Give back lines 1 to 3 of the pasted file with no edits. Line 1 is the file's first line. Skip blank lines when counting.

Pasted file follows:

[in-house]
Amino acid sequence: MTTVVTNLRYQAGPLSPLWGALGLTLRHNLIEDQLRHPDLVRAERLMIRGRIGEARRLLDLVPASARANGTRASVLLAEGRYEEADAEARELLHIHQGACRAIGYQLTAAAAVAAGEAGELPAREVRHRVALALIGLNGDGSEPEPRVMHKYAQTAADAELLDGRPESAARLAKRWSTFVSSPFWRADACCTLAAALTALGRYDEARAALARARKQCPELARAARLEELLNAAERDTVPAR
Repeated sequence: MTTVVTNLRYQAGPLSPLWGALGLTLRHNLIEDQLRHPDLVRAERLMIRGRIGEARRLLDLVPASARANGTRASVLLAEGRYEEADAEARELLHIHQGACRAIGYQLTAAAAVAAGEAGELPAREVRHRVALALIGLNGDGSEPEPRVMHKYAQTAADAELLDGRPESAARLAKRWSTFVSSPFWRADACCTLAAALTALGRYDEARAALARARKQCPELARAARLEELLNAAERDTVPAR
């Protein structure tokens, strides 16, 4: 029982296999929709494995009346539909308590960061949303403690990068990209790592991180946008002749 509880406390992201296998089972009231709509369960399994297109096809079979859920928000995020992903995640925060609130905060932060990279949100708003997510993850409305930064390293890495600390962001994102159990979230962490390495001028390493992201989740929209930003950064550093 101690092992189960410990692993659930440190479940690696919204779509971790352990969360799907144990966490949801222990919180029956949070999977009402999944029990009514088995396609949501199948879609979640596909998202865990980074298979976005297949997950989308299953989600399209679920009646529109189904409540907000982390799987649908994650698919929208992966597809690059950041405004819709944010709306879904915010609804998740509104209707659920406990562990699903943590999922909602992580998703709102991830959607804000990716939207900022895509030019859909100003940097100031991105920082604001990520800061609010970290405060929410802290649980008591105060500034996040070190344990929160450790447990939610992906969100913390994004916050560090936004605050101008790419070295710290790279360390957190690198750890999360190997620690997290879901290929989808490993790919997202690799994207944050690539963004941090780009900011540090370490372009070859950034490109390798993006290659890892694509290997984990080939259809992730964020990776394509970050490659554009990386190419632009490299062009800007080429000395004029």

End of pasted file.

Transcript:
[in-house]
Amino acid sequence: MTTVVTNLRYQAGPLSPLWGALGLTLRHNLIEDQLRHPDLVRAERLMIRGRIGEARRLLDLVPASARANGTRASVLLAEGRYEEADAEARELLHIHQGACRAIGYQLTAAAAVAAGEAGELPAREVRHRVALALIGLNGDGSEPEPRVMHKYAQTAADAELLDGRPESAARLAKRWSTFVSSPFWRADACCTLAAALTALGRYDEARAALARARKQCPELARAARLEELLNAAERDTVPAR
Repeated sequence: MTTVVTNLRYQAGPLSPLWGALGLTLRHNLIEDQLRHPDLVRAERLMIRGRIGEARRLLDLVPASARANGTRASVLLAEGRYEEADAEARELLHIHQGACRAIGYQLTAAAAVAAGEAGELPAREVRHRVALALIGLNGDGSEPEPRVMHKYAQTAADAELLDGRPESAARLAKRWSTFVSSPFWRADACCTLAAALTALGRYDEARAALARARKQCPELARAARLEELLNAAERDTVPAR